4. Mellie says:

    The Pertussis vaccine caused a severe allergic reaction in one of my children. The doctor said that it would be far better for him to go without the vaccine than have it again. Bummer.

  5. jmvm says:

    As a physician, I agree with the above comments about the importance of childhood vaccination. Unfortunately, when I attended an annual Catholic Medical Association meeting a year ago, there seemed to be a fair contingent of individuals (attendees, not necessarily the leadership of the organization) who were anti-vaccination. While there can be legitimate concerns of the source of some vaccines from fetal tissues, there was unfortunately also a strong anti-establishment sentiment against vaccines largely hinging debunked studies regarding vaccines and autism. My sense is that our Catholic identity leads us to often be counter-cultural (“a sign of contradiction”) but we need to wary of buying into every conspiracy theory.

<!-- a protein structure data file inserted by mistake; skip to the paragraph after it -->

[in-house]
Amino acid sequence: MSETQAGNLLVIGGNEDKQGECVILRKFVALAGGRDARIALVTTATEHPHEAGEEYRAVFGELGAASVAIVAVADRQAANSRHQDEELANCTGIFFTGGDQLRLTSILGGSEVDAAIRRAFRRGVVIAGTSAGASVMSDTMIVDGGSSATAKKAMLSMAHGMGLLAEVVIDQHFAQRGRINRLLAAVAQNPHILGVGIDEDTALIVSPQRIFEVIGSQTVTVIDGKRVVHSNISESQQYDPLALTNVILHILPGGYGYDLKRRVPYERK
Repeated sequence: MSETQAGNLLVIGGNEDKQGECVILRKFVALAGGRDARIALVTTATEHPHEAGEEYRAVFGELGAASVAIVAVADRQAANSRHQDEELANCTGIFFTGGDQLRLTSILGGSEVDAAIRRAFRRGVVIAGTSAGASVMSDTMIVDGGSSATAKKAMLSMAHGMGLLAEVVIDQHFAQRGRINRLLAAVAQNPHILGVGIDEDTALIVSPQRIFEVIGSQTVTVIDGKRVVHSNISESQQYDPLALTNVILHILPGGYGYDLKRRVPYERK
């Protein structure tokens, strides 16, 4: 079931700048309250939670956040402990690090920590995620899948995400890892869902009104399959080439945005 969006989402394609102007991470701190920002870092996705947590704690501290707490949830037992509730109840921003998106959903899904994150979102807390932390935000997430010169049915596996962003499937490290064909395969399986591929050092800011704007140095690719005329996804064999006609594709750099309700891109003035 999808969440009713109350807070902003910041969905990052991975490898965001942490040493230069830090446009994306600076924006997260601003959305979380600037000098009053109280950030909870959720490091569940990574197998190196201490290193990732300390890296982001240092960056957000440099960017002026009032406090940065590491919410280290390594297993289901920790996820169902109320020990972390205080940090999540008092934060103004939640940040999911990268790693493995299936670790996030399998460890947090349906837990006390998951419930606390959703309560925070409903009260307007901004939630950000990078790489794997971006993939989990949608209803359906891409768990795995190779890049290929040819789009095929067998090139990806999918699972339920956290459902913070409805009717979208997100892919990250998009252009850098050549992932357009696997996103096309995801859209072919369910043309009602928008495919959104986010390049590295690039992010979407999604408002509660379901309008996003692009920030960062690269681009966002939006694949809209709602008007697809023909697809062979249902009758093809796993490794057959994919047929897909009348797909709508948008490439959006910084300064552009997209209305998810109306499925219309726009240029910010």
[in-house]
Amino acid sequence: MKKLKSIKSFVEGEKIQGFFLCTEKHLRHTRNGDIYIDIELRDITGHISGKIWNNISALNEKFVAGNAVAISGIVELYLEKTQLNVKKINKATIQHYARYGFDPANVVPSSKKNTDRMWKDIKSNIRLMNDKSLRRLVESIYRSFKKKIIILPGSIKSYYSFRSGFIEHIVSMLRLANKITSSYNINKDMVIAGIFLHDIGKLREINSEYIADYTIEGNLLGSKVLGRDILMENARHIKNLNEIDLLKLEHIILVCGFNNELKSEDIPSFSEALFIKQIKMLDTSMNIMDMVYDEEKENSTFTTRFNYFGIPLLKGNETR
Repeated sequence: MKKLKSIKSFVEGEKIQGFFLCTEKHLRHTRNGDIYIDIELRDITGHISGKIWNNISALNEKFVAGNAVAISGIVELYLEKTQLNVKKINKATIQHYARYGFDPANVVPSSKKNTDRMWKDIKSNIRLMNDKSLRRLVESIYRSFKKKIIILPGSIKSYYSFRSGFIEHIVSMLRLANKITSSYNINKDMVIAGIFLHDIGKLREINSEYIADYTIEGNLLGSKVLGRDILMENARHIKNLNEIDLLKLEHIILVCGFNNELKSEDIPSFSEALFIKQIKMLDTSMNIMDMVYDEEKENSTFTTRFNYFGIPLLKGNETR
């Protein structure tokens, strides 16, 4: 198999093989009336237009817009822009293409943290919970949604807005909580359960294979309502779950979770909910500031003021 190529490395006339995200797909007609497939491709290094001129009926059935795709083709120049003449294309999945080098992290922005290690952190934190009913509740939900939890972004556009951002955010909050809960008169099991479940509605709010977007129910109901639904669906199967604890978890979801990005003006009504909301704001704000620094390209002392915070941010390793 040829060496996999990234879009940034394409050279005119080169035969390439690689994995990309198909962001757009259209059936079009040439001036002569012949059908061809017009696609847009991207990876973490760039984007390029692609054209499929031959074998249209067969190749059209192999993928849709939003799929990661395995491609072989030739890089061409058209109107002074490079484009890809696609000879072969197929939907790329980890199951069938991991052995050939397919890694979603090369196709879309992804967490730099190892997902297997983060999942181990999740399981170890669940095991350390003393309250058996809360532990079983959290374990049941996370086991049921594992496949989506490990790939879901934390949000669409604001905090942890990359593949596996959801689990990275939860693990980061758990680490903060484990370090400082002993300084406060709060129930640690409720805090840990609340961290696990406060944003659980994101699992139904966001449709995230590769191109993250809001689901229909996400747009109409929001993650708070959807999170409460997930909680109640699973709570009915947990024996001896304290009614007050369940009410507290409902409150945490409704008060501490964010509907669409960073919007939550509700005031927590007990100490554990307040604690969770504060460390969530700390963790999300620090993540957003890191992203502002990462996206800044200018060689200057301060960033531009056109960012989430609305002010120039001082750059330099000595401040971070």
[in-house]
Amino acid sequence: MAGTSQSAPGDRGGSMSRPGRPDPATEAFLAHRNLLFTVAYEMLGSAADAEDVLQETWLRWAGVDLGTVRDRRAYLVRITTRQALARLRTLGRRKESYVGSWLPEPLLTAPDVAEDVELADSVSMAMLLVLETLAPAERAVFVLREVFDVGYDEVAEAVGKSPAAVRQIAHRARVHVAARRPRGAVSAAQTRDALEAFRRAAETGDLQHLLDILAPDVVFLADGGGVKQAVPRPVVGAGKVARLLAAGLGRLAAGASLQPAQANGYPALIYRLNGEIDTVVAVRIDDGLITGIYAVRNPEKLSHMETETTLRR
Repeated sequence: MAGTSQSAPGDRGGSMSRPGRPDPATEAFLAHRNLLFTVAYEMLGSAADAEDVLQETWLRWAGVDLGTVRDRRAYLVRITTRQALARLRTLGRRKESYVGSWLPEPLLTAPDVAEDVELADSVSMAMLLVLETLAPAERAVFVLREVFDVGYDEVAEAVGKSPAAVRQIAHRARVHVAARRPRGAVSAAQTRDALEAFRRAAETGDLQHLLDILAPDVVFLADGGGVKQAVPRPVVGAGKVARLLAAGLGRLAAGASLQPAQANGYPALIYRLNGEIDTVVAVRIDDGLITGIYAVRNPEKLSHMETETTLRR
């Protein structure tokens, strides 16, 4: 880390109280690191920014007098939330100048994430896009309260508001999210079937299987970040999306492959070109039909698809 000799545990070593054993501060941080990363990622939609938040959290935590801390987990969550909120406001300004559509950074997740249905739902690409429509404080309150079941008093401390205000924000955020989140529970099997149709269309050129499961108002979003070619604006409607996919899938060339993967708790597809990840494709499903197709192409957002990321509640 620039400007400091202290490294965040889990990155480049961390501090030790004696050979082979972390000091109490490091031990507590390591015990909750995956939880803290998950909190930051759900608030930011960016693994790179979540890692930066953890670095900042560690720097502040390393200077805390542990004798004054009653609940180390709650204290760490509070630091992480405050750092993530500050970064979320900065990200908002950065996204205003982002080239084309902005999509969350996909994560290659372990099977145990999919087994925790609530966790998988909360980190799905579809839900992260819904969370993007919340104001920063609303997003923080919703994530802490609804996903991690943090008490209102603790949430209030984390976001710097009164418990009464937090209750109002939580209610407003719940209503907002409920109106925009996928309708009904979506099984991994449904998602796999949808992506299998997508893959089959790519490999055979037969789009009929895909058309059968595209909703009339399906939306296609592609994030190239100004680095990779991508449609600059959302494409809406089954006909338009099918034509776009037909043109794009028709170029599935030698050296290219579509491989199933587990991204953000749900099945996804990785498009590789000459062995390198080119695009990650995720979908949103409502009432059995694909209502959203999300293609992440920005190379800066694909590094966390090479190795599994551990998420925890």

6. APX says:

    I was vaccinated as a child, and the last time I was checked, I was still good and not in need of a booster for Whooping Cough, just something else, no clue what, though.

  7. Atra Dicenda, Rubra Agenda says:

    @ Mellie:
    Reactions occasionally occur with any vaccine and a reaction can be a contraindication to further vaccination attempts. But as I mentioned above, waning herd immunity places your child at greater risk of becoming infected with pertussis in the absence of effective vaccination.

    And, in my medical opinion (having gone through medical school and really looked into the issue), I do not believe there is a causal relationship between vaccination and autism.

  8. Liz says:

    My friend’s unvaccinated kids got whooping cough several years ago. They got it from her vaccinated teenagers. I’m not so sure about vaccines. I go back and forth.

  9. frleo says:

    We had an outbreak in south central Montana in early November.

  10. Elly says:

    Thank you for reminding people about this. Vaccinations are so important! Please keep your family up to date on all vaccines, if not for yourself then for those who are too young or weak to receive them and at a much higher risk of dying from the disease.

  11. jilly4ski says: